This is called binge eating disorder (BED), eating more food than people would normally eat in a similar short period of time under the same circumstances. It is not unheard of for someone in a binge consuming more than 15,000 calories in a single sitting.

BED's symptoms are similar to those of bulimia, with the main difference being the absence of extreme exercise and purging.

Symptoms of binge eating disorder include:
  1. Eating alone
  2. Eating to combat depression or boredom
  3. Feeling nauseated of physically uncomfortable after eating
  4. Excessive worry over eating habits
  5. Over eating at least twice a week for several months
  6. Stashing food for secret snacking
  7. Guilt after eating too much
  8. Eating food as a means to relieve stress

Anorexia Nervosa

Someone suffering from anorexia nervosa will take harmful measures in order to achieve an unrealistic, unhealthy body type. For many people going through anorexia, this means eating next to nothing or absolutely nothing for extended periods of time, sometimes pairing the starvation rations with obsessive exercise. Anorexia is serious: If left untreated, it could become fatal.

Anorexia nervosa's effects on your health - both mental and physical - are no lighthearted matter. No matter how badly you want to have a certain figure, it's never worth harming yourself to get there.

Characteristic signs and symptoms of anorexia include:
  1. Unhealthy obsession with body image and calories and fat content in food
  2. Crippling fear of weight gain
  3. Dramatic loss of weight
  4. Compulsive exercising
  5. Halitosis (bad breath)
  6. Swollen joints
  7. False perception of physical appearance
  8. Depression
  9. Chronic lethargy
  10. Mood swings
  11. For women, an absence of menses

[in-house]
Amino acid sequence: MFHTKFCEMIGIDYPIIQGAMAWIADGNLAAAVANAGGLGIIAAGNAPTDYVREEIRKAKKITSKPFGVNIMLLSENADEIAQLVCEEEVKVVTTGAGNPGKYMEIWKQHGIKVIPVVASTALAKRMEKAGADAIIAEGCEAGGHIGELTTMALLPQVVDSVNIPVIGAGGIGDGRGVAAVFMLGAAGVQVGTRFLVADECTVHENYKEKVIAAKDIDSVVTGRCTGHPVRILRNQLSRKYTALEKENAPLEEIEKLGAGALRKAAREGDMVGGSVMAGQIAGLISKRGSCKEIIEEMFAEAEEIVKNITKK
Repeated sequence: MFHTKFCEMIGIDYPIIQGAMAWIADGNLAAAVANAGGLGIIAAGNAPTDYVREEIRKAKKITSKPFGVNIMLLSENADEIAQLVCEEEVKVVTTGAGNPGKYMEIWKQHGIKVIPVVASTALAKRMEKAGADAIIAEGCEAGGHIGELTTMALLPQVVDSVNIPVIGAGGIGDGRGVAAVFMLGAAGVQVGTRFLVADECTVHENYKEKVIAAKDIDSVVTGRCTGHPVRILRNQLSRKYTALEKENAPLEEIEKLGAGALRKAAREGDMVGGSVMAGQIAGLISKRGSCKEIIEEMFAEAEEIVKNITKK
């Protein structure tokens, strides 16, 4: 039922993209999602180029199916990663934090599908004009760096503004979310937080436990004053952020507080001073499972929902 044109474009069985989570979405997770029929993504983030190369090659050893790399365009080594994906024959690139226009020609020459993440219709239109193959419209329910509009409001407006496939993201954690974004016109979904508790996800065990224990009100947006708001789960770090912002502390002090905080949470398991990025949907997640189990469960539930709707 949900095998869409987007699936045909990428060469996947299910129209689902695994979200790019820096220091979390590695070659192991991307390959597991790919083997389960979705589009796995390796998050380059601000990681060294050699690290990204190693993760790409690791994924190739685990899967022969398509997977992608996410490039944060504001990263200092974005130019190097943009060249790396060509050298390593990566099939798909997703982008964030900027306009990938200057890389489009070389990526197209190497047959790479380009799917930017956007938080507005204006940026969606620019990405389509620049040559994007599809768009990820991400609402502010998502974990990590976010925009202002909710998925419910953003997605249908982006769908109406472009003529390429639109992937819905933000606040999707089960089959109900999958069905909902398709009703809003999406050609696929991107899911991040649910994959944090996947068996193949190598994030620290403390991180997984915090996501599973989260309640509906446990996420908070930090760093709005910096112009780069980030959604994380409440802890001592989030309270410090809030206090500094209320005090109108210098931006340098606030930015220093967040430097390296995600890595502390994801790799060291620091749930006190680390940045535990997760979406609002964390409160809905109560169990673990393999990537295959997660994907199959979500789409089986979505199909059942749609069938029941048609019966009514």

12. Heart disease
  13. Seizures

Enjoy All the Flavors Life has to Offer

Food is important, but it shouldn't take control of your life. In order to seek relief from your eating disorder, it is important that you first recognize at least the possibility that you have a problem, that your relationship with food is harming your health, not invigorating it.

Learning how to respect yourself and to put food in its proper place will help you to live a balanced, fulfilling life - a life defined by joy, not shame and pain.

The professionals at Thrive Boston Eating Disorder Therapy are the best in the field. Many of our counselors have appeared in trusted news outlets such as Mashable, The Boston Globe, Chicago Tribune, Prevention, CNN and more, and they accept most major insurance providers.

And unlike other Boston-area practices that operate on a waiting list and don't answer the phone when you call, our scheduling specialists are ready to take your call and help you find an appointment within the week, if not within 24 hours of your call to us.

Because what matters to us most at Thrive Boston is our belief that anyone can live a meaningful, happy life, that everyone is capable of thriving in life, and it starts NOW.

Help is available for your struggles. You don't have to face them alone. You don't have to put your dreams on the back burner. You can thrive. We can help.